Francois Fillon cancels campaign stop amid jobs investigation


Francois Fillon’s campaign for the French presidency faces new uncertainty after he abruptly cancelled a campaign stop at the country’s premier farm fair and an investigation intensified into alleged fake parliamentary jobs for his family.

Mr Fillon’s campaign team gave no reason for the sudden cancellation of Wednesday’s appearance at the Salon d’Agriculture, but said he is expected to speak at his campaign headquarters at midday.

Financial prosecutor Eliane Houlette denied reports that Mr Fillon’s wife Penelope, from Abergavenny in Wales, was taken in for questioning on Wednesday in the jobs investigation.

She would not comment on reports that the Fillons received a summons on Wednesday for questioning later this month.

Mr Fillon was once the front-runner in the race for the April-May two-round election but his poll ratings have slid amid the investigation, which he calls an unfounded smear campaign.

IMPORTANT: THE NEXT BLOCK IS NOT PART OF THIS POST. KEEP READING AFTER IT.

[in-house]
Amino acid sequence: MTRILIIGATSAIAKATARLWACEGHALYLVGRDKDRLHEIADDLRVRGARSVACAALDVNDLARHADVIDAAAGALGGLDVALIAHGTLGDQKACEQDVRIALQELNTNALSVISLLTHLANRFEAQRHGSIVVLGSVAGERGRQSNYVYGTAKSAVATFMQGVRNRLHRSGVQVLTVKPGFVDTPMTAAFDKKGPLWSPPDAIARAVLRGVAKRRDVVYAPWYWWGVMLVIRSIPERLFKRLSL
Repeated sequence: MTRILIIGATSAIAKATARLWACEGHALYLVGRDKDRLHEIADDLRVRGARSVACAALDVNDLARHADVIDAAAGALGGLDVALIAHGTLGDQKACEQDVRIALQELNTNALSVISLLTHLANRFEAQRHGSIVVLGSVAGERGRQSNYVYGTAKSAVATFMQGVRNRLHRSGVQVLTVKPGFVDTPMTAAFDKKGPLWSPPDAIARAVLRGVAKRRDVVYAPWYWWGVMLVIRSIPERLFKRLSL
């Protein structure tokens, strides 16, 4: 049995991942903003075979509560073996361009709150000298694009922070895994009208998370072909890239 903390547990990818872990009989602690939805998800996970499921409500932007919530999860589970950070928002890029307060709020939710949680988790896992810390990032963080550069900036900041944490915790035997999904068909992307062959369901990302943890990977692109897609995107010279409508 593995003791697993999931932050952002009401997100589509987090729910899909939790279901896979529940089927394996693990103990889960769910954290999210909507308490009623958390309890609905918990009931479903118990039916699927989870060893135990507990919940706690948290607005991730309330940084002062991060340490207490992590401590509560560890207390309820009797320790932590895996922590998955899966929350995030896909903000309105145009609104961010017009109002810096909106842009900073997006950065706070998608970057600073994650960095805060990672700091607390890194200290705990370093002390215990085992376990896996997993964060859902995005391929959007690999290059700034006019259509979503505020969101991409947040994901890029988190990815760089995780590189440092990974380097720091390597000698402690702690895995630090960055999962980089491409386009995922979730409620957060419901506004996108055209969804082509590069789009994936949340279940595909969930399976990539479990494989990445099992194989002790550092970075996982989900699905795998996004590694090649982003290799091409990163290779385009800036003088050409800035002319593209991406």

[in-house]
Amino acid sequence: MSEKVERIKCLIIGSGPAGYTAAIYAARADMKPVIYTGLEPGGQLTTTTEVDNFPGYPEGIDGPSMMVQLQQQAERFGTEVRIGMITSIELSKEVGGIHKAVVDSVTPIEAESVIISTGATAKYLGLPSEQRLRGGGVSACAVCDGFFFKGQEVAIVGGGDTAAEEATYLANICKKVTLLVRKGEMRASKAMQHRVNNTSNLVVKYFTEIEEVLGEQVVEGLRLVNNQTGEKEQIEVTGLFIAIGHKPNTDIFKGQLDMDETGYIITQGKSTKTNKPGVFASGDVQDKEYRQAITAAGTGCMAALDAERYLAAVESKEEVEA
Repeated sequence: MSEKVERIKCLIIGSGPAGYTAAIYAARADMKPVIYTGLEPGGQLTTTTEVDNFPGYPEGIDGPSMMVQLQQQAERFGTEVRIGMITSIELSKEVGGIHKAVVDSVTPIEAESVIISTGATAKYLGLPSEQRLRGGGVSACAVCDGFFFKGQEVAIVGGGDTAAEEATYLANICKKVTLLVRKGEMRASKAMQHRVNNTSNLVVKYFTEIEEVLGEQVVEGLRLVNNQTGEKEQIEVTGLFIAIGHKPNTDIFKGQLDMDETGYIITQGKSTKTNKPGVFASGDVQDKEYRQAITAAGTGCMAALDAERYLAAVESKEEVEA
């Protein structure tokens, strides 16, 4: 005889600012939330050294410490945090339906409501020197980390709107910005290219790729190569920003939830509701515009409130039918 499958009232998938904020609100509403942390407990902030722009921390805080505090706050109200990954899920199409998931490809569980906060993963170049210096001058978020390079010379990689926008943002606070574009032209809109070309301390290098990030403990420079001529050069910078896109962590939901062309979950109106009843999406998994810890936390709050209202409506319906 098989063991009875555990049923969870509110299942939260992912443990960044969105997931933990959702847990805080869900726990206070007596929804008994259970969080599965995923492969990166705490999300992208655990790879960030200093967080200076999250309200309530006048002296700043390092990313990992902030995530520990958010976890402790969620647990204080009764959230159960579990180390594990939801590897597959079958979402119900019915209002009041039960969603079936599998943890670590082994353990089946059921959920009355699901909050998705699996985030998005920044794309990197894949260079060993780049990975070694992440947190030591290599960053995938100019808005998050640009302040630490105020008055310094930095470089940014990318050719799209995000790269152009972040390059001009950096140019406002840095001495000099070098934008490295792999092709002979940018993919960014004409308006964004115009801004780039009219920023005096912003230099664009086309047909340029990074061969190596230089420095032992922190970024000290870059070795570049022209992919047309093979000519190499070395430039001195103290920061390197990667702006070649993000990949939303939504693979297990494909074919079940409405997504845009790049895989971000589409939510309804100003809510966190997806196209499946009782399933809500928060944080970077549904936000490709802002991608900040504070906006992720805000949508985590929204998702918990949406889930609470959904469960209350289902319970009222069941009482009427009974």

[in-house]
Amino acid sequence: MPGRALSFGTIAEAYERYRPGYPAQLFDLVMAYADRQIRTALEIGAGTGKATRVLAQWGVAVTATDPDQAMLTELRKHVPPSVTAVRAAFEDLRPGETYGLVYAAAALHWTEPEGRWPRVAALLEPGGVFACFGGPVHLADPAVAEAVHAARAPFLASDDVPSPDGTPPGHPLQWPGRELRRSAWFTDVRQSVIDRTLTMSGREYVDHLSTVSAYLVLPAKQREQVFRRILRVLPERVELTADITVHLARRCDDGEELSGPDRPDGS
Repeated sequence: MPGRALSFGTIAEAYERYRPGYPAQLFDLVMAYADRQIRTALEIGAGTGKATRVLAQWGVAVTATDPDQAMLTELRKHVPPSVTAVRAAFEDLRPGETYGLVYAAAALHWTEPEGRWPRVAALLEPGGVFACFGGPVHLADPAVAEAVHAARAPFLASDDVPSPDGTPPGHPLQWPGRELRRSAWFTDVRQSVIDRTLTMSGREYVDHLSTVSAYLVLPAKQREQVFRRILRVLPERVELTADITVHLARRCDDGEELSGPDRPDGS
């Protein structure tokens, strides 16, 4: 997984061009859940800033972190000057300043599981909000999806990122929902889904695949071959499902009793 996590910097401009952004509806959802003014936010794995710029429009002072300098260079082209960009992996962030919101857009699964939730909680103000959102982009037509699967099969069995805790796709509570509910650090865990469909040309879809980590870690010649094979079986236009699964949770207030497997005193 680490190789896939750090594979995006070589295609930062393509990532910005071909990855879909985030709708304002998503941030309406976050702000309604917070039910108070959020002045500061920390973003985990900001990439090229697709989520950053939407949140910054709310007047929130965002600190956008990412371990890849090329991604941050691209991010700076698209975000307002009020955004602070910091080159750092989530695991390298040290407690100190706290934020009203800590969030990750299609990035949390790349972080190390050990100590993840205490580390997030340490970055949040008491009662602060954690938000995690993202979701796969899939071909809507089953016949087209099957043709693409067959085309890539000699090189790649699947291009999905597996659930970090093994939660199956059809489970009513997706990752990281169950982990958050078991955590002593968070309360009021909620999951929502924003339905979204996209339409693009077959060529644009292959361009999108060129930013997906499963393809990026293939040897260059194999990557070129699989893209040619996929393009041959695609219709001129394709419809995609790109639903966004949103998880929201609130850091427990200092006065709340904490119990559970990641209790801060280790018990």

The financial prosecutor’s office pushed the case to a higher level on Friday, paving the way for possible charges against Mr Fillon.

Mr Fillon initially said he would withdraw from the race if he was charged but later said he was determined to let the voters decide his fate.

His conservative Republicans party has no clear Plan B for his possible pullout.
The runner-up in the party’s first-ever primary, the more centre-leaning Alain Juppe, has said he would not want to run in Mr Fillon’s place.

Mr Fillon has also held talks in recent weeks with former president Nicolas Sarkozy, who came third in the conservative primary.

After a preliminary investigation opened on January 25, the financial prosecutor’s office decided on Friday to launch a formal judicial inquiry, turning it over to investigating judges who can bring charges or throw the case out.

No-one has been named in the judicial investigation on a list of charges, including misappropriation of public funds, abuse of public funds and influence trafficking.

Investigative weekly Le Canard Enchaine reported that payments were made to Mrs Fillon and two of the couple’s five children that totalled more than one million euro (£850,000) over many years.

Campaign staffers and members of his Republicans party were at the fair waiting for Mr Fillon when the last-minute cancellation was announced.

French National Front Leader Marine Le Pen

Protesters have been at Mr Fillon’s recent campaign events for the election, in which far-right candidate Marine Le Pen is expected to make a strong showing.

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